If American profligacy is the primary problem, then we are probably out of luck…hard to change. If financial excess is the main problem, then financial reform could be a key factor for helping us grow our way out of debt. If underestimates of savings is the main problem, then we have no problem (because the U.S. is really better off than it seems). If overestimate of productivity growth  is the problem, then what happened was that we thought we were richer than we really were, and this led to overspending. (I suspect, for example, that the models for subprime defaults implicitly depended on real wage growth, which is linked to productivity growth).

I personally lean towards D,  as I’ve written before. But like I said, I’m not as sure as I once was that we can grow our way out of debt…and that’s just sad.

Comments

  1. Any potential demographic explanations of the increase in spending? Or productivity for that matter?

  2. Brandon W says:

    “An increase in productivity growth–especially one that is not expected–makes the U.S. wealthier and gives Americans higher incomes.”

    If that is the case, why have American wages dropped in the past decade as productivity has skyrocketed?

  3. Yes, productivity has increased but not real wages. There has been no increase in income to save out of. A considerable portion of this is increased spending on healthcare. As this is done through insurance, there is no means to cut costs on it. Innovation, far from improving the situation will only make it worse because there is no reward for cost saving in the current system, only for spending. It would be nice to say this will change, but it will take further action to do so, action against the special interests that have worked so hard to preserve their preferred privileges. Until there are rewards for cost saving there will be no improvement in health costs. As far as SS goes, it is averaged over 35 years so increasing real wages does help since improvement would do little to increase outlays. There is another problem though and that is general spending. It is not being funded through general taxes but SS taxes. SS can mostly pay for itself, but general spending hasn’t done so for decades. We will have to cut this spending or raise taxes to pay for it, there is no way out of that. Government has been living beyond its means for a long long time and it will have to start carrying its own weight. No one wants to talk about that. Instead they pretend it is a SS problem.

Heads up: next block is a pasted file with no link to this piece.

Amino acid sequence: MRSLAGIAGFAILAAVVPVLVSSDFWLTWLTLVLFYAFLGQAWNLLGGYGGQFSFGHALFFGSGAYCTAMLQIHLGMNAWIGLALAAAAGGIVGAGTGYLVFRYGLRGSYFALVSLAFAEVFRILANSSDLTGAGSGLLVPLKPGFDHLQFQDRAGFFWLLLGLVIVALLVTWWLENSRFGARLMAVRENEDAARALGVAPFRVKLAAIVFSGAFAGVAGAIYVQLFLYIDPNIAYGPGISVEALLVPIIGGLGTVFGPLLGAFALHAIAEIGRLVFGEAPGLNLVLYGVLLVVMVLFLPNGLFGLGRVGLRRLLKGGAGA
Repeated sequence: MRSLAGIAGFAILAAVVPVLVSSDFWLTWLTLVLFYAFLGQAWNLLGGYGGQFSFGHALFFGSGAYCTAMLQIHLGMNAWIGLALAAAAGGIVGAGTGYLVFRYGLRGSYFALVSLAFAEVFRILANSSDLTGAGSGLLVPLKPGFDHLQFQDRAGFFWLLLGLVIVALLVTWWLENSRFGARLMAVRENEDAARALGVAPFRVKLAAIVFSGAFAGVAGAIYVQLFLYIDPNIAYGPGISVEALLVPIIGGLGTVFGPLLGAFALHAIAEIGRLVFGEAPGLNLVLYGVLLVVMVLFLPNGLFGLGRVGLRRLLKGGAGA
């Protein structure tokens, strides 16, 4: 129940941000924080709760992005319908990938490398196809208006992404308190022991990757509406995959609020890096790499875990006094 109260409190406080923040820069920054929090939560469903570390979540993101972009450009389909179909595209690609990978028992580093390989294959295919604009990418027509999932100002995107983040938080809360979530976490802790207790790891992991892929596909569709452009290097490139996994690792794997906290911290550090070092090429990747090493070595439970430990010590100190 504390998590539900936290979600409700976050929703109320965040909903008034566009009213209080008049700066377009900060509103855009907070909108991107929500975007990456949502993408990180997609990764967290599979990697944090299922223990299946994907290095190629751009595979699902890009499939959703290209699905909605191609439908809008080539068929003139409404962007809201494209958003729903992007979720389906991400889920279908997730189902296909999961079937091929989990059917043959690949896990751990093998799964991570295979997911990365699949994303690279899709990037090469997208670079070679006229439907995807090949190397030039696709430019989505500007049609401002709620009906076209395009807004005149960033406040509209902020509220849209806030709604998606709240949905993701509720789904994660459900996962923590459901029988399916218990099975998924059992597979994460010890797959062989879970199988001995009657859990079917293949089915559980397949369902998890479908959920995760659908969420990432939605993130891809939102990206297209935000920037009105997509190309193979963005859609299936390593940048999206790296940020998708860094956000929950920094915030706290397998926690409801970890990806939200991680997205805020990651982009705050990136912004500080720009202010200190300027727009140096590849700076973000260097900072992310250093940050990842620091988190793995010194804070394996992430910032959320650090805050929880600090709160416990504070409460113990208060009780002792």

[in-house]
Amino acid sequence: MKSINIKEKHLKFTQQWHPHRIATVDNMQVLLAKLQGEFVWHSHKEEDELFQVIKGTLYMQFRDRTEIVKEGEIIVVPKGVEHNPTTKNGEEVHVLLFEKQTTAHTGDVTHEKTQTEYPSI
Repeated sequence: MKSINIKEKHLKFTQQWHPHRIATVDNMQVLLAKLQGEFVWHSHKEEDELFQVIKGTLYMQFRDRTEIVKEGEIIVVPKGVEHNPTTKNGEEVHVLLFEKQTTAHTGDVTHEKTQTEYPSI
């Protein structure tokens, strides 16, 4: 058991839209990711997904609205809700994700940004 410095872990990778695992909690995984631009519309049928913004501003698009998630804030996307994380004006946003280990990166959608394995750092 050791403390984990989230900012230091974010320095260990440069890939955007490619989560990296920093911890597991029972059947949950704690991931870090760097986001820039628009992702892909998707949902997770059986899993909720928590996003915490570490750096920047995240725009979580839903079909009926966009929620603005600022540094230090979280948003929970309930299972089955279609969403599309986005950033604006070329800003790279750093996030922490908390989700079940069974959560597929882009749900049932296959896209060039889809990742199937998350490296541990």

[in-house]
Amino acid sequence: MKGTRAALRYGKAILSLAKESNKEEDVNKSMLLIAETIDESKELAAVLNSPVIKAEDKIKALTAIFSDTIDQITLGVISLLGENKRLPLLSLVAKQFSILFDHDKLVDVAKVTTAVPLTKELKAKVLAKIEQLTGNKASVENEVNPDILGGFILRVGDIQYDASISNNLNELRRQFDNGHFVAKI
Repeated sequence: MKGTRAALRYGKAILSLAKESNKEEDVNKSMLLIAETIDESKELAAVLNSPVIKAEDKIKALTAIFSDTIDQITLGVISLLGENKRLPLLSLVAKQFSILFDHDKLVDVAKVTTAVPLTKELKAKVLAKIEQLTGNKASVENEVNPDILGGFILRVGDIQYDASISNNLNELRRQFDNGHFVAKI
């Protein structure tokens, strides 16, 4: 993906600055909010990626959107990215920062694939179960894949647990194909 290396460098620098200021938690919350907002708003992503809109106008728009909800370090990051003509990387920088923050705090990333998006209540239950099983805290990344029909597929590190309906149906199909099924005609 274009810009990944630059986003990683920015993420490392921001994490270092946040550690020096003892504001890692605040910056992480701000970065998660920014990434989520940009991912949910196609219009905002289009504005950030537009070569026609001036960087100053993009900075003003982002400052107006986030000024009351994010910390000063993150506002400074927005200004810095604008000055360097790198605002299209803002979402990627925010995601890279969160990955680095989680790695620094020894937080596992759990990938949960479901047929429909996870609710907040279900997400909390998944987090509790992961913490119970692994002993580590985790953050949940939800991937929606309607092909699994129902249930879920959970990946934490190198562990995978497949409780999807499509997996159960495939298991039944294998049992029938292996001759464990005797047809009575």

4. Actually I lean more towards B as an explanation. 40 or 50 years ago you paid down your mortgage at a measured rate and if things got tight you called your creditors and asked for time to pay. The “modern” way is when things get tight you extend the line of credit and keep motoring along (I actually did this). Even worse, people were encouraged to become “leveraged speculators” “unlocking” the paid off component of their mortgage to gamble on rising asset prices (I didn’t do this even though numerous spruikers phoned and visited me to encourage me to do so). Somewhere along the line westerners lost the concept of income and savings and changed to a model which focussed on ability to service debt. Great for the banks, but of course an absolute disaster come retirement time. I don’t think it is any coincidence that the “crisis” comes at the same time as the boomers head to retirement.

  5. SMIA1948 says:

    All the U.S. has to do is to get its long term real GDP growth rate up to 3.5% and the whole problem goes away. Just take the most recent copy of the Social Security Trustee’s report, model the next 75 years in Excel, and see for yourself.

    The Trustees estimate that the “present value to the infinite horizon” of the unfunded liabilities of Social Security and Medicare is about $100 trillion. However, at growth rates above the interest rate on government debt (estimated by the Trustees at 2.9%), the “present value to the infinite horizon” of government revenues is infinity.

  6. Galileo says:

    It is remarkable that you can produce this analysis without mentioning:
    1. the adverse role of government in directly growing consumption itself (more money spent on bureaucrats, teachers (whose productivity has declined abysmally with increased spending on education)).
    2. the fictitious contribution of government to GDP. We count money spent on government employees as (a growing) part of GDP, despite the fact that much of it produces no value and much of it is devoted to imposing regulations that reduce private sector productivity. So true GDP has been going down not up, while government numbers say the opposite.
    3. the extended aging of the population, ie not just people getting older but haing longer lives, unemployed but paid for by someone else.